Historical injustice. Points covered: Civil society Historical injustice Corporate historical injustice and its redress. Civil Society. “Civil society” is a sphere of democratic societies distinct from the state and the market economy. Organizations which comprise civil society include:
Corporate historical injustice and its redress
“Civil society” is a sphere of democratic societies distinct from the state and the market economy.
Organizations which comprise civil society include:
NGOs, universities, churches, social movements, consumers’ groups, environmental groups, trades unions.
The organisations of civil society inform the public about an issue and try to mobilize public opinion and influence the political agenda – locally, nationally and internationally.
It is a sphere of political engagement beyond party politics.
Corporations are usually seen not to be a part of civil society as defined above, though they (as well as governments) are often the focus of criticism and opposition by civil society groups.
Historical injustice is a wrong committed by an agent which, when committed, was legal but which is subsequently acknowledged by the perpetrator to be unjust.
Principle of compensation:
To compensate for the wrong done to V, P pays C to V.
Who is to be compensated, how and by whom?
In professing its guilt and offering compensation, a contemporary government or people recognises its identity across time and assumes collective responsibility for the injustice of its predecessors, even if those who perpetrated the injustice are dead.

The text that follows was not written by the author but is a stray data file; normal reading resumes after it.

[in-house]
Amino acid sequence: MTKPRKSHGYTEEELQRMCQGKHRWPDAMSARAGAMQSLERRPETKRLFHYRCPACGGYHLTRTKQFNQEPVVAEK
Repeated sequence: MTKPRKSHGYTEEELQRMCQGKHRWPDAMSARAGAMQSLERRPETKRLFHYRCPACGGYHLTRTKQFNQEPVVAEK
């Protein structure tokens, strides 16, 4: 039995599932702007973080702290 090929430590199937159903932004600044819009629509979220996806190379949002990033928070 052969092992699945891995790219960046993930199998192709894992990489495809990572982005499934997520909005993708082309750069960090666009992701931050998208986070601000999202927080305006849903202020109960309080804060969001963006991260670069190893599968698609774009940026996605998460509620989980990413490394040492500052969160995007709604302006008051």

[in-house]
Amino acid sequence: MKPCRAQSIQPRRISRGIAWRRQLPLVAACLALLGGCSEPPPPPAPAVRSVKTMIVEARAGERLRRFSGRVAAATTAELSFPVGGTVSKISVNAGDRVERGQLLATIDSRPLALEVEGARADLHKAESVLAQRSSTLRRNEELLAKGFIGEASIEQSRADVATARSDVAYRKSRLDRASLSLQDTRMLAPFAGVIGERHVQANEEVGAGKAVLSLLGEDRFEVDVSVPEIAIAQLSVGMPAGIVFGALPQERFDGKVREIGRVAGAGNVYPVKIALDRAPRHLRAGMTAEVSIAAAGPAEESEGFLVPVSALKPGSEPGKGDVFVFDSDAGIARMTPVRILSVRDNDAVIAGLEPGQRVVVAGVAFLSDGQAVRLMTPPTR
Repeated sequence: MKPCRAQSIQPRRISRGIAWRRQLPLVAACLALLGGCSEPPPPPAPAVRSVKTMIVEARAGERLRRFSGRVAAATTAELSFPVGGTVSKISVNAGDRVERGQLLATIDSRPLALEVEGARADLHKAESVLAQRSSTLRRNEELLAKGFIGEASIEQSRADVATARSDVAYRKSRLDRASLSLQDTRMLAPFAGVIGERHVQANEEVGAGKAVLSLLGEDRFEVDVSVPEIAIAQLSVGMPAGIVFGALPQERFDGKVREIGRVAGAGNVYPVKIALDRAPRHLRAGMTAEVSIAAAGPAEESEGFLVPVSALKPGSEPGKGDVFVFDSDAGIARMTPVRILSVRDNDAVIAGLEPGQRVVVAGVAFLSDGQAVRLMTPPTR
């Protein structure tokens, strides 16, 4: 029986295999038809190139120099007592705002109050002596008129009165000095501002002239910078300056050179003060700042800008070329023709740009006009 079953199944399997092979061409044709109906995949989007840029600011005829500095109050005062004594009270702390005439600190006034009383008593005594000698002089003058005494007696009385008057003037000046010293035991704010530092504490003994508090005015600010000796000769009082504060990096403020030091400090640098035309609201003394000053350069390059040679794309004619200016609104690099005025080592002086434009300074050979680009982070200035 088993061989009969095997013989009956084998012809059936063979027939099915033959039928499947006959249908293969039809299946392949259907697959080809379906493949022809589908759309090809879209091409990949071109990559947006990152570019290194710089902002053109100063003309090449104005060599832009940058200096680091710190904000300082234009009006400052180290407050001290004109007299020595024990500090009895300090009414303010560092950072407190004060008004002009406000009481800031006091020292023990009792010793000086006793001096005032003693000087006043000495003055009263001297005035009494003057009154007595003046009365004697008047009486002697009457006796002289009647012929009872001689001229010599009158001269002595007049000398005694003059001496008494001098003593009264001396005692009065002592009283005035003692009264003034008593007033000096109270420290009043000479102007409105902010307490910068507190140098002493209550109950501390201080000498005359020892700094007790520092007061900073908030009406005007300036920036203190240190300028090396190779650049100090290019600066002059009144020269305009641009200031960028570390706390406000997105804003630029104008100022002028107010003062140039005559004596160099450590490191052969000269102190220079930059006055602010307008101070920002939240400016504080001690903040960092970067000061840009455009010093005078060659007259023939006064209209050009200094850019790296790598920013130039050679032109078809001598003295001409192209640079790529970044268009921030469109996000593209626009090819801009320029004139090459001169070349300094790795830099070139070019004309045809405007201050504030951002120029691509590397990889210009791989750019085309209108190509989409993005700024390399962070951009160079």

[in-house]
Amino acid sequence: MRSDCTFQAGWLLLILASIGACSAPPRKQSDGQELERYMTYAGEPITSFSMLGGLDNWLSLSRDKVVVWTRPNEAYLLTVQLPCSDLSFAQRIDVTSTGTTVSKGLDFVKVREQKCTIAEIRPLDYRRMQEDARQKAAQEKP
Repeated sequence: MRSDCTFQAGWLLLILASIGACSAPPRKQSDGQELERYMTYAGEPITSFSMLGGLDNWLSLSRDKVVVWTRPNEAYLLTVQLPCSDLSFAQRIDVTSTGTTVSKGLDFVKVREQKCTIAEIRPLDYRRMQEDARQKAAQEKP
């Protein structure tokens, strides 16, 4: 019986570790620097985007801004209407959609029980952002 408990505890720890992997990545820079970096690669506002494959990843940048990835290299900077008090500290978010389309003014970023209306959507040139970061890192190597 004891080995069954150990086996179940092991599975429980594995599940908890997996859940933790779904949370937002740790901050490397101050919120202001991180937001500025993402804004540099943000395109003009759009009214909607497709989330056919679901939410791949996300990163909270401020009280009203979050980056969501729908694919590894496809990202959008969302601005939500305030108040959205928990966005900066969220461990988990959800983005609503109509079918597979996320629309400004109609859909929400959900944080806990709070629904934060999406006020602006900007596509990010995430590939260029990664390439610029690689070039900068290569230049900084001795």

‘[I]t would at first appear that there is no institution … other than the state that can take on collective responsibility’ (Spiliotis 2007, p. 55).
Corporations, too, perpetrate injustice.
Is it feasible that present owners of a corporation identify with the corporation’s past and collectively assume responsibility for past injustices committed by the corporation?
During World War II, corporations, e.g. Volkswagen, IG Farben, made use of forced (slave) labourperformed by inmates of labour or concentration camps.
Not all corporations which committed injustice in Hitler’s Germany were German. Examples:
Why did German companies help set up this initiative in 1999?
What was the historical identity that these firms were representing - German business in general?
‘Underlying this line of thinking was the path-breaking concept of private business as a continuous, long-standing and inter-generational association with moral duties’ (Spiliotis 2007, p. 59).
‘[T]he overwhelming majority of German business … did not take part in the initiative’ (ibid., p. 60).
Some companies which did not exist before World War II did contribute to the fund. Many corporations (e.g. Swiss, Swedish, American) have embarked on no such initiative.
Does the Initiative mark a “venturing out” into “civil society” by corporations and what does this mean?